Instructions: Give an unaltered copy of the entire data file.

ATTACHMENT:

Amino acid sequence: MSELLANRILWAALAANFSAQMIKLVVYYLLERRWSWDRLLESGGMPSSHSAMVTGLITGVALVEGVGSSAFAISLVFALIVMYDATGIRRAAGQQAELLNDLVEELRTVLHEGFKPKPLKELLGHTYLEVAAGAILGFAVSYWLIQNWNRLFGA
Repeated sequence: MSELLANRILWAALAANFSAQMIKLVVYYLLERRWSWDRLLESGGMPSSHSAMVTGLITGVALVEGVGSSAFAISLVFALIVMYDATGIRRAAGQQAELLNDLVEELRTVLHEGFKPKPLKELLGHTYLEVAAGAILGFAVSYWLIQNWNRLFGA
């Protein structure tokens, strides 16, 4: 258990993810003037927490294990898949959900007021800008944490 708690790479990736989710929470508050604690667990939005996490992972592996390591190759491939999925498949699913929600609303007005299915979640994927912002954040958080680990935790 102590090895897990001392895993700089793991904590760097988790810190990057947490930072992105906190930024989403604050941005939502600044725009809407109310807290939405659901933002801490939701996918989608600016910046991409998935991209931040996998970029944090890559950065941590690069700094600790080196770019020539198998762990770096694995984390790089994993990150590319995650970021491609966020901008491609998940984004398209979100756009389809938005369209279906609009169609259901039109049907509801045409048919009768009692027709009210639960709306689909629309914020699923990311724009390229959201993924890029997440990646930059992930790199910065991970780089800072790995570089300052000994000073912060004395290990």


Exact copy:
Amino acid sequence: MSELLANRILWAALAANFSAQMIKLVVYYLLERRWSWDRLLESGGMPSSHSAMVTGLITGVALVEGVGSSAFAISLVFALIVMYDATGIRRAAGQQAELLNDLVEELRTVLHEGFKPKPLKELLGHTYLEVAAGAILGFAVSYWLIQNWNRLFGA
Repeated sequence: MSELLANRILWAALAANFSAQMIKLVVYYLLERRWSWDRLLESGGMPSSHSAMVTGLITGVALVEGVGSSAFAISLVFALIVMYDATGIRRAAGQQAELLNDLVEELRTVLHEGFKPKPLKELLGHTYLEVAAGAILGFAVSYWLIQNWNRLFGA
């Protein structure tokens, strides 16, 4: 258990993810003037927490294990898949959900007021800008944490 708690790479990736989710929470508050604690667990939005996490992972592996390591190759491939999925498949699913929600609303007005299915979640994927912002954040958080680990935790 102590090895897990001392895993700089793991904590760097988790810190990057947490930072992105906190930024989403604050941005939502600044725009809407109310807290939405659901933002801490939701996918989608600016910046991409998935991209931040996998970029944090890559950065941590690069700094600790080196770019020539198998762990770096694995984390790089994993990150590319995650970021491609966020901008491609998940984004398209979100756009389809938005369209279906609009169609259901039109049907509801045409048919009768009692027709009210639960709306689909629309914020699923990311724009390229959201993924890029997440990646930059992930790199910065991970780089800072790995570089300052000994000073912060004395290990």